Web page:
The second reason fraud risks are not recognized by church leaders is due to a lack of adequate training in this area. During my seminary studies, I have had numerous classes on systematic and practical theology, biblical interpretation, and church history and missions, but I’ve only had one class dealing with church administration — and only a portion of this class dealt with church finance topics. I imagine my experience is not unique among other seminarians who have gone on to pastoral ministry and now manage large budgets and numerous staff and ministry programs. Unless they gain it through other professional or educational experiences, many pastors do not have enough training to structure an effective system of financial checks and balances for their ministry. If other church leaders or volunteers do not have skills in this area, there is a significant — and likely unrecognized — risk present in the church.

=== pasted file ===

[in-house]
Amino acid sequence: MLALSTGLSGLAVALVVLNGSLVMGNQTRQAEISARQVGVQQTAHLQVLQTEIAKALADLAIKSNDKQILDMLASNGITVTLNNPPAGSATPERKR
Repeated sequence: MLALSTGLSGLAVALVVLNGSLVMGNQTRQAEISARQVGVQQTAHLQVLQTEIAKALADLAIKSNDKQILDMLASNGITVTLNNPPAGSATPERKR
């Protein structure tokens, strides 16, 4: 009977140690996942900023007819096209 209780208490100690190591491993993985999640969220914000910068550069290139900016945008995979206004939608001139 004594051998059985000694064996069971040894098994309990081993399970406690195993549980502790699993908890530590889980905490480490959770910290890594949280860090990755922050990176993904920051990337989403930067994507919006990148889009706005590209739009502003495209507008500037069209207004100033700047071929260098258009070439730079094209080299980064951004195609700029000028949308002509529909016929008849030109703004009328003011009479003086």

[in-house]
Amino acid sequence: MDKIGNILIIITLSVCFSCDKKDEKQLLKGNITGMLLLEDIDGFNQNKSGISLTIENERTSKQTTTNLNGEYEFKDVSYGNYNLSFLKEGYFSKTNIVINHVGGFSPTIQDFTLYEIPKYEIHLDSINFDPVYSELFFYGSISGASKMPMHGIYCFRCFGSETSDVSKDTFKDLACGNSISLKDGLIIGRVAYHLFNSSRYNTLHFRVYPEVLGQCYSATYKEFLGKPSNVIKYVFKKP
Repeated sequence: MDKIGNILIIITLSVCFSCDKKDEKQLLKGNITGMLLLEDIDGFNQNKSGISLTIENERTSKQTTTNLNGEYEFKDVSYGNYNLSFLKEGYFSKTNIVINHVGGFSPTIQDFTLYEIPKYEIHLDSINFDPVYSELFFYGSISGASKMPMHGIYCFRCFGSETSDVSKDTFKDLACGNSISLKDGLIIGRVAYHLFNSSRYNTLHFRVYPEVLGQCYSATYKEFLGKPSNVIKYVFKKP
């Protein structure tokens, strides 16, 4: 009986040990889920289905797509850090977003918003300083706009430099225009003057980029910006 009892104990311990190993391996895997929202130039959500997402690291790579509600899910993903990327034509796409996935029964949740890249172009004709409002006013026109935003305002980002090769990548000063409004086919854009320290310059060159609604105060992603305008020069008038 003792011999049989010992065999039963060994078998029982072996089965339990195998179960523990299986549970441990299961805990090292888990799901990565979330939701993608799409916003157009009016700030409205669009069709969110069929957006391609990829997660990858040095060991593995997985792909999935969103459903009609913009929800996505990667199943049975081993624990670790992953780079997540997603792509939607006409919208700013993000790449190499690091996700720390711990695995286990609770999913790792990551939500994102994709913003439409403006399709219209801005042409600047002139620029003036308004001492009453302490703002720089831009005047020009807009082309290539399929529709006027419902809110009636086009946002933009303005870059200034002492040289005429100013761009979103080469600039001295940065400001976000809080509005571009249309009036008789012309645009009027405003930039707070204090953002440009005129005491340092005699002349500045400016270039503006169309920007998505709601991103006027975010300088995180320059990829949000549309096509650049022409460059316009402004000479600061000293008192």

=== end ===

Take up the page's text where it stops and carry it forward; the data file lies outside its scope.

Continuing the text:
There is simply too much at stake for a church to allow an environment where fraud can easily occur. A few simple checks and balances can help prevent opportunities for committing fraud. First, be sure to separate these financial duties:

  • Authorization (e.g. check-signing authority)
  • Custody (access to check stock or cash)
  • Recordkeeping (the ability to make entries in the accounting system)

No one individual in your church should have access to all three of these duties. If your church leader is currently able to individually do all three, it is the financial equivalent of having him or her go on an overnight ministry trip with a non-spouse team member of the opposite sex. It looks bad and there is great potential for unnecessary temptation.

Here are just a few practical tips to help reduce the temptations of fraud in your church:

  • List each way cash comes into your ministry and each way it goes out. Always involve multiple people in these processes to provide extra accountability.
  • If your church has a small staff, involve an elder or a responsible member volunteer in the processes of collecting and disbursing cash.